As an accountant, I was thrilled to read that Peter Bakker, President of World Business Council for Sustainable Development , said, “Accountants would save the world.” This should make any accountant smile. The realist in me knows that it will take a big “village” to save the world, but accountants can play an important role.
At an experts panel discussion in Amsterdam, Marjolein Baghuis stated, “… the conclusion was that accountants can certainly play a role in making companies more sustainable, but the profession is not quite ready to deliver on this promise without further education.” I agree!
Accountants have a long history of providing information to decision makers. They have been in the business of providing information since the 15th century. Really! If you want to read a great book, I recommend The Reckoning: Financial Accountability and the Rise and Fall of Nations by Jacob Soll. Accountants are big players in the fortunes of companies and nations. With their experience in providing information for decision-making, accountants can provide important sustainability information to companies, governments, and the public.
Sustainability reporting is unfortunately not currently recognized as an important topic in accounting education in the United States. In a curriculum crowded with courses in tax, auditing, financial accounting, and management accounting, training in sustainability reporting is viewed as nice but not necessary.
Why is this?
There are several reasons.
- It is not covered on the major certification exams such as the Certified Public Accountants (CPA) exam and the Certified Management Accountant exam.
- There is no demand for sustainability reporting skills in accounting public practice because there is no legal requirement to do it in the United States.
- Inside companies, accountants are not usually tasked with sustainability accounting and reporting.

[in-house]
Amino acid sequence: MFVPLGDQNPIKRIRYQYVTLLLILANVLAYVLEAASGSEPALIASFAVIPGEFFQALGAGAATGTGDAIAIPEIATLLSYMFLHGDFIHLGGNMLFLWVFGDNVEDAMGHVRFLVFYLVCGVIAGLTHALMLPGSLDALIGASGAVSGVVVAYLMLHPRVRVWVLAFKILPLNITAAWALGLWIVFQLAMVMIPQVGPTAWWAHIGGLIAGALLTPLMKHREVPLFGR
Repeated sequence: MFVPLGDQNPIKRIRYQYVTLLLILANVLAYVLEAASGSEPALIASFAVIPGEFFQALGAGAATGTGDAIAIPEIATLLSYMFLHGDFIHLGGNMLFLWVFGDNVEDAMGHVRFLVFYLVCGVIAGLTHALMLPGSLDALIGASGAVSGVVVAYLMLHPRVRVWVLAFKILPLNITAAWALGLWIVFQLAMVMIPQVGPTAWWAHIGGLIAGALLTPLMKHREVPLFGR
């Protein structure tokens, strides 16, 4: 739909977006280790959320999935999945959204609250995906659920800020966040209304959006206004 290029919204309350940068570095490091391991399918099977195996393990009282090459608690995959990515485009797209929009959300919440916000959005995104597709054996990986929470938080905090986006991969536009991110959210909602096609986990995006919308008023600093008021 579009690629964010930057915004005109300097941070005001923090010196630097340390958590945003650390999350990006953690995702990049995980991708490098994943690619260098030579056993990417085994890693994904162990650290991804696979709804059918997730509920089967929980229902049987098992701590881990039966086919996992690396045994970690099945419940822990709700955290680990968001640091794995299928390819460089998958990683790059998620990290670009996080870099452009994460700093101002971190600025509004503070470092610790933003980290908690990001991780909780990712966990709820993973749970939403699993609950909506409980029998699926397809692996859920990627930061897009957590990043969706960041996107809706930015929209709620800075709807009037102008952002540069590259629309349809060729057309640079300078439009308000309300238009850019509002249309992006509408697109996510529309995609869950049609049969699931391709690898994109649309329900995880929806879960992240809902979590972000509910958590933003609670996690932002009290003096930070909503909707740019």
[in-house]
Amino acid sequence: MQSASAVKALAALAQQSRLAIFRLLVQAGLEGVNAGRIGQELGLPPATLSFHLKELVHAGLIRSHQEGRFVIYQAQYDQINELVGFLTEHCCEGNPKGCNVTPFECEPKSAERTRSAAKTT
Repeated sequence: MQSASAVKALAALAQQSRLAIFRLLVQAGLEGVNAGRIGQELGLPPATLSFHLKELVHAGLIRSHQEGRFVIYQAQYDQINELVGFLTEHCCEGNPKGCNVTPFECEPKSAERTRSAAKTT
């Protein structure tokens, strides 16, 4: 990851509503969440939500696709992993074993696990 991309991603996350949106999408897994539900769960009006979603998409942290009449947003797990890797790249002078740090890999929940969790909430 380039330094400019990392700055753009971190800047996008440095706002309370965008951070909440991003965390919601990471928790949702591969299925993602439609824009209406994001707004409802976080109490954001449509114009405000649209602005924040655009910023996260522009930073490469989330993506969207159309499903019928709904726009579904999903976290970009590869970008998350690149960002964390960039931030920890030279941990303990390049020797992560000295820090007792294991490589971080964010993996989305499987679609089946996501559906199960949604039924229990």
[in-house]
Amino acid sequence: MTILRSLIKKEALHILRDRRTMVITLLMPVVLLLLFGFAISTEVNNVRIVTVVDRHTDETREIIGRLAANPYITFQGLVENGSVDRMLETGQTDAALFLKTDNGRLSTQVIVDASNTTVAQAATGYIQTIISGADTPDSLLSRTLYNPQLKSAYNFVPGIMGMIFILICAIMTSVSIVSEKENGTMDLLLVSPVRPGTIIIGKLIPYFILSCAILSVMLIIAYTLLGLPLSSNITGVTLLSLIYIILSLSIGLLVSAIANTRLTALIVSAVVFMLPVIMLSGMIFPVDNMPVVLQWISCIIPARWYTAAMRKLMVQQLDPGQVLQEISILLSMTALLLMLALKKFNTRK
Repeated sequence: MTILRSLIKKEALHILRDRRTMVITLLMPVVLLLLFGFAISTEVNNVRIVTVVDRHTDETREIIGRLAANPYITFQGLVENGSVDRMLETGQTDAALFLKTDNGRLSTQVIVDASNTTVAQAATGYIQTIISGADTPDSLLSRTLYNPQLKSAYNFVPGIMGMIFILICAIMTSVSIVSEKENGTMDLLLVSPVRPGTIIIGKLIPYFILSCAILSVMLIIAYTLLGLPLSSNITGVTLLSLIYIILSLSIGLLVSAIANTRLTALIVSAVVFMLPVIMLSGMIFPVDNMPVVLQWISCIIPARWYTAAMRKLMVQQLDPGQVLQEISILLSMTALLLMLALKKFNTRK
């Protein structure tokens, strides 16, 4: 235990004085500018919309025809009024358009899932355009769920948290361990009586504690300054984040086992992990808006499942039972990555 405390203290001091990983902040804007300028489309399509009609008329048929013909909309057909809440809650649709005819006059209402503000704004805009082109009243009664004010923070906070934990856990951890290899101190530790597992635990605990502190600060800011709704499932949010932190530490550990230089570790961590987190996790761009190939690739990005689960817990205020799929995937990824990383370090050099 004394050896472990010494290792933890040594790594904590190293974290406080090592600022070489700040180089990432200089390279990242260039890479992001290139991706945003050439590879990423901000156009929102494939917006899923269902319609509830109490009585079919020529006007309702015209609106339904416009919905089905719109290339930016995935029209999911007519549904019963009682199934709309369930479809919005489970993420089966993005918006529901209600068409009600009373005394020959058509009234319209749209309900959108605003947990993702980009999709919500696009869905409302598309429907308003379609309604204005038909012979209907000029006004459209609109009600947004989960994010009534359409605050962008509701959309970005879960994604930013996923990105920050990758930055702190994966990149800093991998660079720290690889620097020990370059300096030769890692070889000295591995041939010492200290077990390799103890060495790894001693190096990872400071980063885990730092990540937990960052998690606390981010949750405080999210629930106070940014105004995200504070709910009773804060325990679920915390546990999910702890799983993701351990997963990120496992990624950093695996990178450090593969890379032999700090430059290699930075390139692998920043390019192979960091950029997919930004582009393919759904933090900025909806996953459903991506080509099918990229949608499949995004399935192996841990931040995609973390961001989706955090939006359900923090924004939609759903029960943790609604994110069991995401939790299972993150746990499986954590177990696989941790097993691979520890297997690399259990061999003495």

- Accountants in small to medium sized public practices do not traditionally offer sustainability services.
- Most small to medium sized accounting firms do not know how to make the business case for sustainability reporting for their own firm or for their clients.
Over the years there have been attempts to include sustainability reporting as part of accountants’ education but with little progress. Other traditional accounting topics take precedence. Without the demand, change will be slow.
Once in practice, however, accountants who desire to learn about sustainability reporting can look to several professional organizations. The American Institute of Certified Public Accountants promotes the benefits of sustainability services and provides information to its members. The International Federation of Accountants (IFAC) offers information and resources. IFAC is actively engaged with the Prince of Wales’ Accounting for Sustainability Project, the International Integrated Reporting Council, the Climate Disclosure Standards Board, and the Global Reporting Initiative (GRI). Accountants can attend GRI certified sustainability reporting training courses offered by GRI Training Partners such as the ISOS Group.
How will demand for sustainability reporting be created? Here are some possibilities.
Mandatory reporting – Nothings creates a demand for services like a legal requirement. Examples abound – auditing, tax, Sarbanes-Oxley Act compliance.
Demand by financial institutions – As part of the evaluation of companies, lending institutions could require a sustainability report. This report would enable banks to do an expanded risk assessment. This would include a company’s environmental and social risks, which are directly tied to their economic risks.
Demand by local governments – Local governments might consider requiring sustainability reports from companies within the city limits. This would be beneficial to cities in assessing a company’s economic, environmental, and social risks. By complying, organizations would be demonstrating their good citizenship and assessing their own risks.
What do you think?